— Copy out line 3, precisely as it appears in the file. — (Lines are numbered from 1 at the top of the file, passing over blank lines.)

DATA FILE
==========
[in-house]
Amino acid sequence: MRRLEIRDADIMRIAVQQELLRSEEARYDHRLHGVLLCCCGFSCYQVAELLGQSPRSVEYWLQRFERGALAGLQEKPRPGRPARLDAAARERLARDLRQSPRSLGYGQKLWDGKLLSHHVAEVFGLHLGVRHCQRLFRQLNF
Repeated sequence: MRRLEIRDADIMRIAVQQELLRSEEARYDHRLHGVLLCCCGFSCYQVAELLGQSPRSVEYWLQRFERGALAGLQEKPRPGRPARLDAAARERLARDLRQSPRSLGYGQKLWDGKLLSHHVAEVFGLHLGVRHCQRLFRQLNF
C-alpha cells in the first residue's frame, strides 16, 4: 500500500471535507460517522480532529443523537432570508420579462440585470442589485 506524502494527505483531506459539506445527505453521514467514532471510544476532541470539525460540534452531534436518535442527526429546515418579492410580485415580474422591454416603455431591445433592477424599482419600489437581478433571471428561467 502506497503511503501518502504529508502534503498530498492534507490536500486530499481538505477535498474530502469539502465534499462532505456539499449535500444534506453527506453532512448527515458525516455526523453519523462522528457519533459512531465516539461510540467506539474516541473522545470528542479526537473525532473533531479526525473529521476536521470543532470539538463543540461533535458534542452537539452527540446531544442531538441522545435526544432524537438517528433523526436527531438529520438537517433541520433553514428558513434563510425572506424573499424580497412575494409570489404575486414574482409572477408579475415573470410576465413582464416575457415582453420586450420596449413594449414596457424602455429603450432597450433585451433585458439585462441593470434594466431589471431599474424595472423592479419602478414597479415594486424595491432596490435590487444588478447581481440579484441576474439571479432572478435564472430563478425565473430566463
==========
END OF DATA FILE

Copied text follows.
Repeated sequence: MRRLEIRDADIMRIAVQQELLRSEEARYDHRLHGVLLCCCGFSCYQVAELLGQSPRSVEYWLQRFERGALAGLQEKPRPGRPARLDAAARERLARDLRQSPRSLGYGQKLWDGKLLSHHVAEVFGLHLGVRHCQRLFRQLNF